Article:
Grief and Loss

All sorrows can be borne if you put them into a story

Isak Dinesen


Duckworth, Liz (2003). Ragtail Remembers. A story that helps young children to understand feelings of grief.
Karst, Patrice (2000). The Invisible String (can be adapted to all ages re: “continuing bonds).
Kwaymullina, A. & E. The Two-Hearted Numbat (2009). All ages (self-care).
Lorig, Stephanie & Frankel, Rosalie (2014). Draw It Out (art journal for school-aged kids)
Paradis, Susan (2012). EDNA (about an elephant with worries–can be adapted to all ages).
Park, Barbara (1995). Mick Harte Was Here (pre-adolescents re: sibling loss; can adapt for teens and adults; sudden accident loss and good example of how to process “why” and “if only”).
Schwiebert, Pat & DeKlyen, Chuck (2007). Tear Soup (can be adapted to all ages)and different losses).


Wheeler, Jenny Lee (2010). Weird is Normal: When Teenagers Grieve (written by a teen)

Young Adults

Seib Heather Servaty and David C. Fajgenbaum (2015) We Get It (stories of grieving college students/young adults)
Kaplan Schreiber, Jennifer (2010). You Are Not Alone: Young Adults Coping With Death

For Adults Supporting Grieving Children:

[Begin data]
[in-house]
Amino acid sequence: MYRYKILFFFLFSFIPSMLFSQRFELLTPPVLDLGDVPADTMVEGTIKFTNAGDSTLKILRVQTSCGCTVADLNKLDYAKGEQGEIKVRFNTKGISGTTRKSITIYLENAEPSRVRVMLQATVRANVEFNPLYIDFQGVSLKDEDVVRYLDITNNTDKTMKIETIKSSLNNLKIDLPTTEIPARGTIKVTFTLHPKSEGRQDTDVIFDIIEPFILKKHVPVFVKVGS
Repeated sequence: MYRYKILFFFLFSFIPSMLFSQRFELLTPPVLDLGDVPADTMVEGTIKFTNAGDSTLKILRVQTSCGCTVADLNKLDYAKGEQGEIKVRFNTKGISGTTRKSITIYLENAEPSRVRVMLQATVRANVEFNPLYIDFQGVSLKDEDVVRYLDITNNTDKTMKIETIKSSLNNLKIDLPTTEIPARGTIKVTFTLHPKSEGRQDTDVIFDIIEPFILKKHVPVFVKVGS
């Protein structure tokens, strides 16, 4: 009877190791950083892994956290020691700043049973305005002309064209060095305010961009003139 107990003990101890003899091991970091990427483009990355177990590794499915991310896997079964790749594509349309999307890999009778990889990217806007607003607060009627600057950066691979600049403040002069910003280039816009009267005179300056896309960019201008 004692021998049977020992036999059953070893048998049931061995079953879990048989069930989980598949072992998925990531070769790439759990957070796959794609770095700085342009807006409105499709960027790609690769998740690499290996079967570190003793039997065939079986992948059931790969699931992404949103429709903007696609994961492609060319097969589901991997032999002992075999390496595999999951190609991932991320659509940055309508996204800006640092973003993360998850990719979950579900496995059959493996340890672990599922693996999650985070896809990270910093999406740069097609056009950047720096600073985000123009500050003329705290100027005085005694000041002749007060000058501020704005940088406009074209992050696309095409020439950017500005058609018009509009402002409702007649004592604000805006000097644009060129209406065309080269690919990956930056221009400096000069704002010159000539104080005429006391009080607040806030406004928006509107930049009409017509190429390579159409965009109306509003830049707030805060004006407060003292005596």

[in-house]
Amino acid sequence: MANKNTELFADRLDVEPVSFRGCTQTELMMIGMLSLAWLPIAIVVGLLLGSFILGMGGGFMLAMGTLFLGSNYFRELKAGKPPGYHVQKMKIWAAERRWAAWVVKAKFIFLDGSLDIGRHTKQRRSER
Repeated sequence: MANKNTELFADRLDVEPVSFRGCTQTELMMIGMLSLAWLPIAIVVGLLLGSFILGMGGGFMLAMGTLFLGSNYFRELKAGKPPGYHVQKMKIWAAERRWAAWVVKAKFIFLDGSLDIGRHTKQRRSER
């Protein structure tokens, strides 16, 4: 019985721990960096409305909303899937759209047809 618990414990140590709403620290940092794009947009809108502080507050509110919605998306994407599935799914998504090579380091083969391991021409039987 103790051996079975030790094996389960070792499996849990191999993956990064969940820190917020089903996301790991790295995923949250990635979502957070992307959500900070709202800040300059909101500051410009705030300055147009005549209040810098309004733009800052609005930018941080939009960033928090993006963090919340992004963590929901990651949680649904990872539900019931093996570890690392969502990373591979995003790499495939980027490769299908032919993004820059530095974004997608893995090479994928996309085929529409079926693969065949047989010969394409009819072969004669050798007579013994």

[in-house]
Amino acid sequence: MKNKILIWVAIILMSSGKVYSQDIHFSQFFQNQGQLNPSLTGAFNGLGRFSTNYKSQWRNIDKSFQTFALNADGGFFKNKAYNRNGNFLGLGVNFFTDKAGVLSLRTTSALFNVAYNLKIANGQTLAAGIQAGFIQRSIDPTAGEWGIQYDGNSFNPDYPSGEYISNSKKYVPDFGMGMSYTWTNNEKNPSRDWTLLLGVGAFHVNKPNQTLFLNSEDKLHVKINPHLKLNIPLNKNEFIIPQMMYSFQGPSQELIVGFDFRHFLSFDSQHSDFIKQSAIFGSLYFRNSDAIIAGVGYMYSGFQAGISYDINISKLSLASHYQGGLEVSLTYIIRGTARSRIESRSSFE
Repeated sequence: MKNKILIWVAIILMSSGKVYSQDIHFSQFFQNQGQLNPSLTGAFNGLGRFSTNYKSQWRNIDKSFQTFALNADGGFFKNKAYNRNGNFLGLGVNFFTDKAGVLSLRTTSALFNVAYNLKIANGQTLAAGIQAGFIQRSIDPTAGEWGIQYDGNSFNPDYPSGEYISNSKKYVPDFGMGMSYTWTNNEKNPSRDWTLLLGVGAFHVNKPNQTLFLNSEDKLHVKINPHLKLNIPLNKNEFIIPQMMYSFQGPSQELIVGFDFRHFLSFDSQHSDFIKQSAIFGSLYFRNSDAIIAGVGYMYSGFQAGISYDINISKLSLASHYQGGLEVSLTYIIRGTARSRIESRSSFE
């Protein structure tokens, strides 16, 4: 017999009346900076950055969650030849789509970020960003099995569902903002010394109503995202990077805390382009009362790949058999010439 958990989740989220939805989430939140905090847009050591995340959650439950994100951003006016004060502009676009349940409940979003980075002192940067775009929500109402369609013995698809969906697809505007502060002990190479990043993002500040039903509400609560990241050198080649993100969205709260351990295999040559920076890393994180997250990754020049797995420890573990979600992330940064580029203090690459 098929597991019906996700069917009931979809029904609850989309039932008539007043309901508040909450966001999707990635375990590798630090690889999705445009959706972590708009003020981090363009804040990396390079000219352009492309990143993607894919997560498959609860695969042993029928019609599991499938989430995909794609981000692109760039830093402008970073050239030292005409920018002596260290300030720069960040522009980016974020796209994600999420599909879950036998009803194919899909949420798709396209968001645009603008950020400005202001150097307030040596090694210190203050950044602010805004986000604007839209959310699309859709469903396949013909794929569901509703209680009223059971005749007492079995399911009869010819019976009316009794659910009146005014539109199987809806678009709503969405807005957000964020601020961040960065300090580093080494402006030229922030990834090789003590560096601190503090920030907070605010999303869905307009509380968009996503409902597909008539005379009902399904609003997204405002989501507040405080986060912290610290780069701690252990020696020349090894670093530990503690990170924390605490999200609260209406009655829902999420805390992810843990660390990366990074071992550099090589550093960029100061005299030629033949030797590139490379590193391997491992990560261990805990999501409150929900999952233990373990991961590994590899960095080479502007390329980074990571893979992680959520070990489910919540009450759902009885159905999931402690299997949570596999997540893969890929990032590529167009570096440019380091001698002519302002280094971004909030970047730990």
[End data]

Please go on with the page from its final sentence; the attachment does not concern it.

Berenberg, Anne Hatcher, Scalzitti, Vicki, & Cain, Jack (2011). 10 Steps for Parenting Your Grieving Children.
Silverman, Phyllis & Kelly, Madelyn (2009). A Parent’s Guide to Raising Grieving Children: Rebuilding Your Family after the Death of a Loved One.
Zucker, Robert (2009). The Journey Through Grief and Loss: Helping Yourself and Your Child

Additional Resources:
Center for Complicated Grief
Center for Grieving Children
The Dougy Center: National Center for Grieving Children and Families
What’s Your Grief?
Coalition to Support Grieving Students
Childhood Traumatic Grief Resources for Parents and Caregivers
Child Traumatic Grief Resources for Educators
A Grief So Deep It Does Not Die, New York Times Article about complicated grief